16 February J. Carberry finds it more difficult to get into business than he anticipated and seems now inclined to take any fair situation which offfers. One at Bennett's Messrs, was filled up the day before he applied. An outdoor clerk is wanted at the P & Mechanics Bank, which he applied for to one of the directors who told him it was likely he would succeed.

He therefore takes it for granted that he will, without further providing although he must find security for $15,000 and when I told him that was the case and that he should first try to obtain it, he got into a violent passion, said I always thwarted him in his wishes, wished he never had seen me and the farther we were separated the better, and wished he had never come to this country!

Well Sir, I replied, no person invited you. He then got into a furious passion bounced round the table with a shoe in his hand, cocked it to my nose and swore he would knock my brains out if I would interfere with any part of his business. Fortunately I kept cool and told him he must be crazy and that I conceived a tight waistcoat would be necessary.

19 February Monday. Very fine dry weather and the Races going on briskly, a great many strangers in town. Went to the Battery this evening to see a patent rifle fired eight time from one charge; it is certainly an ingenious article. The barrel pulls off and the charge is put into eight chambers in the breech which moves round by every cocking and brings the charge opposite the barrel; the whole eight can be fired off in five seconds.

22 February Thursday. Being Washington's birthday, I went to hear Bishop England deliver an oration on the occasion at St. Finbar's before a large assemblage. Business very dull and cotton falling, 8 to 11 cents are the extremes; freight to Liverpool 7/8 [ 7 shillings 8 pence?], very few ships in port.


Pages: Previous [ 1, 2, 3, 4, 5, 6, 7, 8, 9, 10, 11, 12, 13 ] Next


Your comments

1 Aidan O'Hara from Dublin - 30 October 2003
"What a pleasure it has been to read James Black's diary. This is a quality service on the part of BBC NI, and I just wonder who puts this history section together. Might it be someone from the Ulster American Folk Park, perhaps? Anyway, it's such a joy to peruse, and I am looking forward to the next instalment of the diary. "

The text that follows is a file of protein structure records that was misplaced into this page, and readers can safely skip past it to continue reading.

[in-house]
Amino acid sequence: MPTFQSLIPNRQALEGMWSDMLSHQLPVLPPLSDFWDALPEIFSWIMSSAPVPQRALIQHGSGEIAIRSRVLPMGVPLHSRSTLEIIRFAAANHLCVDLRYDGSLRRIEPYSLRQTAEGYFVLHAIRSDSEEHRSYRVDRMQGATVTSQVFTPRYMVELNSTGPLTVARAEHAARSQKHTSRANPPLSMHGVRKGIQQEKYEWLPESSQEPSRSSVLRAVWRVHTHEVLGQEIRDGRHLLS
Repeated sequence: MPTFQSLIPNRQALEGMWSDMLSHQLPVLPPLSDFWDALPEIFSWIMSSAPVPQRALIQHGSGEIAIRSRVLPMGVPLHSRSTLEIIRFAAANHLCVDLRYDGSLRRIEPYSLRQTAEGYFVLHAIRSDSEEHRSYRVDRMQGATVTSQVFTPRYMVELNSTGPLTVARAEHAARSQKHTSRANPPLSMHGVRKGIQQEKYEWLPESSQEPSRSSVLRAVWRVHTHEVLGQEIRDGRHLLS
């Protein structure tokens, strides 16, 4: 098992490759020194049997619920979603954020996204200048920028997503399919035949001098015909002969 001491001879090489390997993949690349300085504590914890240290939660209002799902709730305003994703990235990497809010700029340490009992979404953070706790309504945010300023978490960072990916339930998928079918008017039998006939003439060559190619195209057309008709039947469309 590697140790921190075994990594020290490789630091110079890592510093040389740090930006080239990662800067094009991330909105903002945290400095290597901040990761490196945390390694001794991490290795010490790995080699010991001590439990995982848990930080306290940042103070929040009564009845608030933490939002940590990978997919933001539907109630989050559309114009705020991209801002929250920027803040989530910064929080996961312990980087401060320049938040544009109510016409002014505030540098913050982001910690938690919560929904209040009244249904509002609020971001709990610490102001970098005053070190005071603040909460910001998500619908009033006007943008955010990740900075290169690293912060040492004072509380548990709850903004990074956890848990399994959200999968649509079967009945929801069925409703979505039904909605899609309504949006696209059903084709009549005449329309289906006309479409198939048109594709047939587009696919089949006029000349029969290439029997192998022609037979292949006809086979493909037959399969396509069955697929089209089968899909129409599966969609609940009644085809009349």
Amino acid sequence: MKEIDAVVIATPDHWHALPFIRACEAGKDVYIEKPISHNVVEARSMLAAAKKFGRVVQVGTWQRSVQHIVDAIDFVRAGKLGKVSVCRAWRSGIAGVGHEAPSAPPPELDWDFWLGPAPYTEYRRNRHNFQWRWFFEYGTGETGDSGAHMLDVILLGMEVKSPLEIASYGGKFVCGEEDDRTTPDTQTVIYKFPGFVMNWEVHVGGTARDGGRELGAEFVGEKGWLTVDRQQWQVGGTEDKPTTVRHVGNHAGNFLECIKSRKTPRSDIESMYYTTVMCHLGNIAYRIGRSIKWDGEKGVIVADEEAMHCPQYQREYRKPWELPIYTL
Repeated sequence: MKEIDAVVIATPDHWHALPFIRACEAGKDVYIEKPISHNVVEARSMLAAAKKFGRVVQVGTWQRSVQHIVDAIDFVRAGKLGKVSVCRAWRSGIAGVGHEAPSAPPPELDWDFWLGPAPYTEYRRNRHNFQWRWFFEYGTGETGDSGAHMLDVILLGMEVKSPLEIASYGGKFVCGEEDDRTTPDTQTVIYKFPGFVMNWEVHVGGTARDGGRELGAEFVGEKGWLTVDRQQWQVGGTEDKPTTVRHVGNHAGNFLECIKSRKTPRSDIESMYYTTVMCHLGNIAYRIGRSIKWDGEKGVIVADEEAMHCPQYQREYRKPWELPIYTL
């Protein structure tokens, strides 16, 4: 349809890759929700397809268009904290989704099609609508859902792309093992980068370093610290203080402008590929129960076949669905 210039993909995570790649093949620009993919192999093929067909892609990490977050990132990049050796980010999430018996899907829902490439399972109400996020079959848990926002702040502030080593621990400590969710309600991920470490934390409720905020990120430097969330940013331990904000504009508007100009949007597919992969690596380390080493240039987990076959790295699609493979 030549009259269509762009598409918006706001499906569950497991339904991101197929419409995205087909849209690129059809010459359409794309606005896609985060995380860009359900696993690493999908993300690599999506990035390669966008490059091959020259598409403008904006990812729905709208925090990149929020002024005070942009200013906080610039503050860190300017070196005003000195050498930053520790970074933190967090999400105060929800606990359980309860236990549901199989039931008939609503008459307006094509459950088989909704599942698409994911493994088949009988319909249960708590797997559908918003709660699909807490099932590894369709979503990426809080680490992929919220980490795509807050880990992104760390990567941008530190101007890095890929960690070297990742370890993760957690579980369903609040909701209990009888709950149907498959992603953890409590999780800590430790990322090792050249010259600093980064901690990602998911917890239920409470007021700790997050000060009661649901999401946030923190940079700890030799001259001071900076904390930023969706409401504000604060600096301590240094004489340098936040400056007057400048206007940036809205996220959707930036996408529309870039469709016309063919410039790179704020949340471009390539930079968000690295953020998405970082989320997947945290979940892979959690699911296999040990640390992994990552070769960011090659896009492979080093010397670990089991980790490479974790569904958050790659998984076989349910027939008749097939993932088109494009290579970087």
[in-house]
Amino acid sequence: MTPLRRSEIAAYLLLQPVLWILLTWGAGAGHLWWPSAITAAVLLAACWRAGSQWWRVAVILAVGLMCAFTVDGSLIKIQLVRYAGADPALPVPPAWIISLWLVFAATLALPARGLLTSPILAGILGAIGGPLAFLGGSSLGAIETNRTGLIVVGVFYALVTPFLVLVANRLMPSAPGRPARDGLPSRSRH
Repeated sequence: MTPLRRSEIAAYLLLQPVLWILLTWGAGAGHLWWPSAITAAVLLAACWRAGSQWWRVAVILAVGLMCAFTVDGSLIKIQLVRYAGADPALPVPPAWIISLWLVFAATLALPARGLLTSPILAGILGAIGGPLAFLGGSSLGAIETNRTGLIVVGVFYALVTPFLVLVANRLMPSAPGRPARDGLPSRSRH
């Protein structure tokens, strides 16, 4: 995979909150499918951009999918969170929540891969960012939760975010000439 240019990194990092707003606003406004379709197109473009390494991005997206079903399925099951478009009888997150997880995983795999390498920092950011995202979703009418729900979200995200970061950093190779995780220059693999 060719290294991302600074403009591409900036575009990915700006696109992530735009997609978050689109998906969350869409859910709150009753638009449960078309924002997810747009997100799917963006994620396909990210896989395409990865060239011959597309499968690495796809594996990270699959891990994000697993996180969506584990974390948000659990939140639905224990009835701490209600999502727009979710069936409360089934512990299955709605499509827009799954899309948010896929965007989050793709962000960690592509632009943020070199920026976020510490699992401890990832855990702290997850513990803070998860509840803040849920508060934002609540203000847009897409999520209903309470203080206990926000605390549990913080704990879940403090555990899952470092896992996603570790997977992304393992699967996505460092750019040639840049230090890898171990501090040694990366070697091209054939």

"Incidentally, I have been in the rather elegant Hibernian Society building (built c. 1840)in Charleston S.C. where Mr Black was a member. I was shown around the premises by a friend, Prof Arthur Mitchell of the Univ of SC, who wrote the history of the Society which was founded 1799, as far as I can recall from what he told me. I have a photo somewhere of the building, and it looks impressive - the building, I mean. I was there in 2001 researching my next book which is on the subject of the Irish in the era of the American Civil War."




Print this page
Archive
Look back into the past using the Legacies' archives. Find nearly 200 tales from around the country in our collection.

Read more >
Internet Links
The music of Virgina today
Read about the Scots Irish in North Carolina
Can you name all the US presidents?
The Ulster American Folk Park brings 18th Century America to life
The BBC is not responsible for the content of external Web sites.
Plantation
Scottish Glen
Related Stories
Scottish Steel in Corby
Welsh woes in Pennsylvania
Pilgrim Fathers of Nottingham




About the BBC | Help | Terms of Use | Privacy & Cookies Policy